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Aerobic and Anaerobic Respiration, Lab Report Example

Pages: 4

Words: 1146

Lab Report

Table 1.Activators and inhibitors of respiration

Tube 5 min 10 min 15 min 20 min 25 min
1 (glucose) 0.0 mL 0.2 mL 2.0 mL 4.2 mL 5.0 mL
2 (glucose + MgSO4) 0.0 mL 0.7 mL 3.3 mL 5.0 mL
3 (glucose + pyruvate) 0.0 mL 1.0 mL 3.5 mL 5.0 mL
4 (glucose + ethanol) 0.0 mL 0.6 mL 2.2 mL 3.8 mL 5.0 mL

Activators and inhibitors of respiration

Figure2: Activators and inhibitors of respiration

The experiment examines how the speed of fermentation is determined by the nature of substrate, and activators and inhibitors. The substances used were Pyruvate, ethanol, glucose and a combination of yeast with MgSO4. At five minutes period we documented  the volume of gas emit in each fermentation pipe. The results displayed that Pyruvate is an catalyst of fermentation process. However, our outcomes did not sustain the forecasting that MgSO4 is a catalyst of fermentation. This possibly will be because of experimental inaccuracy, for instance the fermentation pipe not being uncontaminated, or the glucose being put in at a different time. Our outcomes showed that as fermentation continued and ethanol concentrations go up, the speed of fermentation came down. Between five to ten minutes, a quick rise in fermentation was noted, after that as the ethanol concentration increased, it began to level off.

Explanation: Enzymes increase the rate of chemical reactions. Pyruvate is a catalyst. It works by lowering the activation energy and in turn increases the rate of reaction. Inhibitors are molecules that decrease enzyme activity. Inhibitors decrease the rate of a reaction as they make the enzyme present fail to play its role. Ethanol is an inhibitor as it decreased the rate of fermentation as its level rose.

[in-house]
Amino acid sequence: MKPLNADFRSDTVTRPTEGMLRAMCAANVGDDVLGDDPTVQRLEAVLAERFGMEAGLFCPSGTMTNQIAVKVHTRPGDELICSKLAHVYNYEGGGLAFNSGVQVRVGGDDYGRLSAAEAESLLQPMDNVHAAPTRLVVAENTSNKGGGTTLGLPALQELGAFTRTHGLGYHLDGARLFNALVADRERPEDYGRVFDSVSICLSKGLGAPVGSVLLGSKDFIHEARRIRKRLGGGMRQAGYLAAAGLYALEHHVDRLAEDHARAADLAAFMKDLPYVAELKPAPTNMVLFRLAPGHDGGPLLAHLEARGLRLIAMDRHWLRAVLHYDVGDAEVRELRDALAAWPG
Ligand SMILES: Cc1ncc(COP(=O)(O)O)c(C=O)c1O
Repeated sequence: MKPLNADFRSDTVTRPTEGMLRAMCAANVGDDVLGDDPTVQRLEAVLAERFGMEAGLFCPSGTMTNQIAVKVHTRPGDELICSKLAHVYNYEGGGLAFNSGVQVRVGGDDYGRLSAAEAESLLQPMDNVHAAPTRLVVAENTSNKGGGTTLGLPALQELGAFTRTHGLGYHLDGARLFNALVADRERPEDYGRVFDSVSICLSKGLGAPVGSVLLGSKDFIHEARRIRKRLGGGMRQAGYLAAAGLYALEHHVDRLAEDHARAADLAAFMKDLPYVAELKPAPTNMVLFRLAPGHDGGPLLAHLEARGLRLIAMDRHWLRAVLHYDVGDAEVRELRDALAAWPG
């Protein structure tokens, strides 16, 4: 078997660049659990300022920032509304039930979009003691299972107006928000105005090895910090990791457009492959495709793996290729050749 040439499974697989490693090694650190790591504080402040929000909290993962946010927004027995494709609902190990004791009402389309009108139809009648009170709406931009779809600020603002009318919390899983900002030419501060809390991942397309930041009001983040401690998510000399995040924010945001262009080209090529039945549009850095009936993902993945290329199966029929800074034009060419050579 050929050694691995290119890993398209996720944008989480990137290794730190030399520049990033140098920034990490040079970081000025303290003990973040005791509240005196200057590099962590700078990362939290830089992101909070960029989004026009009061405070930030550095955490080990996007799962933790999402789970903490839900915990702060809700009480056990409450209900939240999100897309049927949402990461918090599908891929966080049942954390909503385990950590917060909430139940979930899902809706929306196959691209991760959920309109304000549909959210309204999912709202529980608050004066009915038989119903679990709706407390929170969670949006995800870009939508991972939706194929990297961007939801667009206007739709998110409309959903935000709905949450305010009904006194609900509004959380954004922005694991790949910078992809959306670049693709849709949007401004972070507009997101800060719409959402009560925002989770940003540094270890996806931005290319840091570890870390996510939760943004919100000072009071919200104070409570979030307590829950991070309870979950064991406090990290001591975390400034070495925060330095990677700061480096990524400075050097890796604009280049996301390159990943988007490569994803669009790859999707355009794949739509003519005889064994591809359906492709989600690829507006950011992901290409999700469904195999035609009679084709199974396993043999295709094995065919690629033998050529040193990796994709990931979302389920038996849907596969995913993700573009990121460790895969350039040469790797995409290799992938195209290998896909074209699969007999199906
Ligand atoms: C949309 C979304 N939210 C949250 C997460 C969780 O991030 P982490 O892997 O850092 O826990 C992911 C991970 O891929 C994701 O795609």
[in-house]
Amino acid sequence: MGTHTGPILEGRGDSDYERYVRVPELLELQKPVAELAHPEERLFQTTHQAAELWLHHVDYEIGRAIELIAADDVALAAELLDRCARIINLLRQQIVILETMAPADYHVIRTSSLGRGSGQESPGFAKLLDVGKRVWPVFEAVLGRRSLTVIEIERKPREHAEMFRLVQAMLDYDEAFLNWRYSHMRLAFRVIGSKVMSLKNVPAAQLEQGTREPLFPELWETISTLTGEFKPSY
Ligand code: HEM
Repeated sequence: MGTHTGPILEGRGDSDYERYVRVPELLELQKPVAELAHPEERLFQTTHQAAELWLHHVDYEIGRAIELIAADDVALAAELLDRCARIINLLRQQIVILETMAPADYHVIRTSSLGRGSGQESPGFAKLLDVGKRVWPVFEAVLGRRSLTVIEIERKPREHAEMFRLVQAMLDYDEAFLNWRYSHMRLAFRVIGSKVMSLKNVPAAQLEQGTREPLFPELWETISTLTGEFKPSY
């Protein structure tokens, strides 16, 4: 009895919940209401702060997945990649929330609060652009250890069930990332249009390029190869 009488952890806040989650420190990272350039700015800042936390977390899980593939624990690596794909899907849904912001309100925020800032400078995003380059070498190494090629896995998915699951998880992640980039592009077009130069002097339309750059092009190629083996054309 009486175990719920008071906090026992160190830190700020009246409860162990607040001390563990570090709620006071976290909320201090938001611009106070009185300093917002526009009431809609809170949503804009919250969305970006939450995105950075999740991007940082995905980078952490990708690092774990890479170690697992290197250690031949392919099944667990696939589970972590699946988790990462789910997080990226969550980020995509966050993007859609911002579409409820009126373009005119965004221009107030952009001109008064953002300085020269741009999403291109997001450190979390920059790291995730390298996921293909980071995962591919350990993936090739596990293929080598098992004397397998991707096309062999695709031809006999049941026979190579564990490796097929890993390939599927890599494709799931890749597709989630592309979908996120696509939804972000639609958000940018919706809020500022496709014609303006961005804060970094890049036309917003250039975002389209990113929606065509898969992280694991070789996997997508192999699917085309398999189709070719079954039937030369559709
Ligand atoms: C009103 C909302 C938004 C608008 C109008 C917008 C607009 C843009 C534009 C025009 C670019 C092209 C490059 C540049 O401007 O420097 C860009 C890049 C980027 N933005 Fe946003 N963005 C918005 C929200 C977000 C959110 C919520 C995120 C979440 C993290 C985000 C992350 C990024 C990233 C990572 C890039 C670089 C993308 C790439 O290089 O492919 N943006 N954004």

Table 2. Temperature and Respiration Rate

Tube 5 min 10 min 15 min 20 min 25 min
1 (10◦C) 0.0 mL 0.05 mL 0.4 mL 1.2 mL 1.7 mL
2 (20◦C) 0.0 mL 0.05 mL 0.8 mL 1.7 mL 2.9 mL
3 (30◦C) 0.1 mL 3.2 mL 5.0 mL
4 (40◦C) 2.5 mL 5.0 mL

Temperature and Respiration Rate

Firgure2: Temperature and Respiration Rate

The second experiment studied the connection between respiration rate and temperature. We mixed yeast independently in four fermentation pipes with four glucose mixtures that had been measured in four special temperatures. We then noted that volume of carbon dioxide generated in each fermentation pipe at five minutes intervals. We examined the speed of metabolism by evaluating the amount of carbon dioxide generated in milliliters per minute. The results displayed that the speed of metabolism increases with rise in temperature. The connection between metabolism and temperature is affirmative. As temperature raised, the metabolic rate raised. The disparity in rate between the 10 degrees Celsius and the 20 degrees Celsius tubes was not the same to the difference in change between the 30 degrees Celsius and the 40 degrees Celsius tubes. The relationship seemed exponential. Temperatures could slow down or stop enzymes, which affect metabolic rates. Reactions are therefore slower in lower temperatures.

Explanation: As temperatures increase, molecules have more motion and activity making the rate of respiration to increase. Lower temperatures make molecule have less motion and activity decreasing the rate of respiration.